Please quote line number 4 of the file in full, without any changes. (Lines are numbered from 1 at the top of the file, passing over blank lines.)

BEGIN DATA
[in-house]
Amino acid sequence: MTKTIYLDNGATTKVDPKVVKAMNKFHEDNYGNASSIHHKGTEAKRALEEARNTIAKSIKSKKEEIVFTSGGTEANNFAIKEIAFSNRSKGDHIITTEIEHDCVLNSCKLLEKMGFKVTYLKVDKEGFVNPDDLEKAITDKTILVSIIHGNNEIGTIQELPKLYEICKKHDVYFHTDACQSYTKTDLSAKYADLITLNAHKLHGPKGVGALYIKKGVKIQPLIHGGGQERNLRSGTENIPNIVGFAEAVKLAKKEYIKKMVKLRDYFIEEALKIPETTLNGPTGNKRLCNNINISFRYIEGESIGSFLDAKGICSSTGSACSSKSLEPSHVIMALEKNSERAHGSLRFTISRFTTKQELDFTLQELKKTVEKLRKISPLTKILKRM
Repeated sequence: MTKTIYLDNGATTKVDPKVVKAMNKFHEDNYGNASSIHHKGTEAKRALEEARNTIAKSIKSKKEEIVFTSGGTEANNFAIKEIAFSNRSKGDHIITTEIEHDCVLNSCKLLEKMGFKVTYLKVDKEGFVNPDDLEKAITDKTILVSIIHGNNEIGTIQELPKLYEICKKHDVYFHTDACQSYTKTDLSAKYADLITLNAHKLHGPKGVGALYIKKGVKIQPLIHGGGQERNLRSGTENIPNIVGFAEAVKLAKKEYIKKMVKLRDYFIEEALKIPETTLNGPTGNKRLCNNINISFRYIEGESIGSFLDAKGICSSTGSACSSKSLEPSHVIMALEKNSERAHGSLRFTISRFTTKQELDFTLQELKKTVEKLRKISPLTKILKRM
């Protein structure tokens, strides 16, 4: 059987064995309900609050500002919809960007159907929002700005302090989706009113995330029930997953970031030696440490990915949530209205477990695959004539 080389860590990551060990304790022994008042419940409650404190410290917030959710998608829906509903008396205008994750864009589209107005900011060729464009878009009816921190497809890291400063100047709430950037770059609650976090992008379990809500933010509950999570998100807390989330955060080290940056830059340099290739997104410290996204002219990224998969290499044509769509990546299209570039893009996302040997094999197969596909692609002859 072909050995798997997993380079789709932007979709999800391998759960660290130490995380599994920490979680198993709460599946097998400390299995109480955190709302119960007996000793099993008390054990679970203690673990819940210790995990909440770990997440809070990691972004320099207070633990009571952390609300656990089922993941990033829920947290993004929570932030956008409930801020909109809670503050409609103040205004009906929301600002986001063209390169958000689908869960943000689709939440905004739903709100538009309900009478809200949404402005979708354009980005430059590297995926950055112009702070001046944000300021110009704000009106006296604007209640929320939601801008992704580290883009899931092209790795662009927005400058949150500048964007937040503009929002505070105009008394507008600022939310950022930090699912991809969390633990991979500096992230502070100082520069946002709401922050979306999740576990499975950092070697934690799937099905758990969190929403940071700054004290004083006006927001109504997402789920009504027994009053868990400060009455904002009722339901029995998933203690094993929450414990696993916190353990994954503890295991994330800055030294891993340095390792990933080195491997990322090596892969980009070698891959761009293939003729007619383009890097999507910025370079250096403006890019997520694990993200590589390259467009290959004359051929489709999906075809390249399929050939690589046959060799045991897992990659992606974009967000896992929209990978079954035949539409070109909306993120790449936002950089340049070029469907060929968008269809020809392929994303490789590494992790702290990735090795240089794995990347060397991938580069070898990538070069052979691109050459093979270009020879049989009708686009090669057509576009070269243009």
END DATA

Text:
């Protein structure tokens, strides 16, 4: 059987064995309900609050500002919809960007159907929002700005302090989706009113995330029930997953970031030696440490990915949530209205477990695959004539 080389860590990551060990304790022994008042419940409650404190410290917030959710998608829906509903008396205008994750864009589209107005900011060729464009878009009816921190497809890291400063100047709430950037770059609650976090992008379990809500933010509950999570998100807390989330955060080290940056830059340099290739997104410290996204002219990224998969290499044509769509990546299209570039893009996302040997094999197969596909692609002859 072909050995798997997993380079789709932007979709999800391998759960660290130490995380599994920490979680198993709460599946097998400390299995109480955190709302119960007996000793099993008390054990679970203690673990819940210790995990909440770990997440809070990691972004320099207070633990009571952390609300656990089922993941990033829920947290993004929570932030956008409930801020909109809670503050409609103040205004009906929301600002986001063209390169958000689908869960943000689709939440905004739903709100538009309900009478809200949404402005979708354009980005430059590297995926950055112009702070001046944000300021110009704000009106006296604007209640929320939601801008992704580290883009899931092209790795662009927005400058949150500048964007937040503009929002505070105009008394507008600022939310950022930090699912991809969390633990991979500096992230502070100082520069946002709401922050979306999740576990499975950092070697934690799937099905758990969190929403940071700054004290004083006006927001109504997402789920009504027994009053868990400060009455904002009722339901029995998933203690094993929450414990696993916190353990994954503890295991994330800055030294891993340095390792990933080195491997990322090596892969980009070698891959761009293939003729007619383009890097999507910025370079250096403006890019997520694990993200590589390259467009290959004359051929489709999906075809390249399929050939690589046959060799045991897992990659992606974009967000896992929209990978079954035949539409070109909306993120790449936002950089340049070029469907060929968008269809020809392929994303490789590494992790702290990735090795240089794995990347060397991938580069070898990538070069052979691109050459093979270009020879049989009708686009090669057509576009070269243009």